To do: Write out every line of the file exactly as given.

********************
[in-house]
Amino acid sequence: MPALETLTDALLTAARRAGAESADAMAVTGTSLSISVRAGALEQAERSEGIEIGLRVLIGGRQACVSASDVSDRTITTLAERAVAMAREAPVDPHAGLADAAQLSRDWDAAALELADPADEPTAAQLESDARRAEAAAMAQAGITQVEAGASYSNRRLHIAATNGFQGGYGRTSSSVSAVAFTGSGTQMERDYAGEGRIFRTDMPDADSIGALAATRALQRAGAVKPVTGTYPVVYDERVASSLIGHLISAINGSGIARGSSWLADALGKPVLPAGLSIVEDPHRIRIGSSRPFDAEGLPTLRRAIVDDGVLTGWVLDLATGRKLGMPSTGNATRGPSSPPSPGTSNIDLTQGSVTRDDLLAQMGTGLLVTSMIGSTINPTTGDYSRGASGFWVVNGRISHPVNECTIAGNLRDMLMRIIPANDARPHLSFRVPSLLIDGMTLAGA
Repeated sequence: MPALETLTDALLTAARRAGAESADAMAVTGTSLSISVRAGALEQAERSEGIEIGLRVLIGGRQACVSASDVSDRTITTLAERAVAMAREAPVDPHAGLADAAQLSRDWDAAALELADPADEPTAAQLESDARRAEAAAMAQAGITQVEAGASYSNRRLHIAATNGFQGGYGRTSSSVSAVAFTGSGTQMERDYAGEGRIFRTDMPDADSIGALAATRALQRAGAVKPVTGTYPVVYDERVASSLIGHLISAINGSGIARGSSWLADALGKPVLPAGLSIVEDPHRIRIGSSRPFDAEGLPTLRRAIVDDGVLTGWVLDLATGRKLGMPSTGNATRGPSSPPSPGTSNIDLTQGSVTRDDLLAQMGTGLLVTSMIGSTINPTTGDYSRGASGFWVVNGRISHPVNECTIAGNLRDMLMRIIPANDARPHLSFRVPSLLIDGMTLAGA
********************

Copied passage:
[in-house]
Amino acid sequence: MPALETLTDALLTAARRAGAESADAMAVTGTSLSISVRAGALEQAERSEGIEIGLRVLIGGRQACVSASDVSDRTITTLAERAVAMAREAPVDPHAGLADAAQLSRDWDAAALELADPADEPTAAQLESDARRAEAAAMAQAGITQVEAGASYSNRRLHIAATNGFQGGYGRTSSSVSAVAFTGSGTQMERDYAGEGRIFRTDMPDADSIGALAATRALQRAGAVKPVTGTYPVVYDERVASSLIGHLISAINGSGIARGSSWLADALGKPVLPAGLSIVEDPHRIRIGSSRPFDAEGLPTLRRAIVDDGVLTGWVLDLATGRKLGMPSTGNATRGPSSPPSPGTSNIDLTQGSVTRDDLLAQMGTGLLVTSMIGSTINPTTGDYSRGASGFWVVNGRISHPVNECTIAGNLRDMLMRIIPANDARPHLSFRVPSLLIDGMTLAGA
Repeated sequence: MPALETLTDALLTAARRAGAESADAMAVTGTSLSISVRAGALEQAERSEGIEIGLRVLIGGRQACVSASDVSDRTITTLAERAVAMAREAPVDPHAGLADAAQLSRDWDAAALELADPADEPTAAQLESDARRAEAAAMAQAGITQVEAGASYSNRRLHIAATNGFQGGYGRTSSSVSAVAFTGSGTQMERDYAGEGRIFRTDMPDADSIGALAATRALQRAGAVKPVTGTYPVVYDERVASSLIGHLISAINGSGIARGSSWLADALGKPVLPAGLSIVEDPHRIRIGSSRPFDAEGLPTLRRAIVDDGVLTGWVLDLATGRKLGMPSTGNATRGPSSPPSPGTSNIDLTQGSVTRDDLLAQMGTGLLVTSMIGSTINPTTGDYSRGASGFWVVNGRISHPVNECTIAGNLRDMLMRIIPANDARPHLSFRVPSLLIDGMTLAGA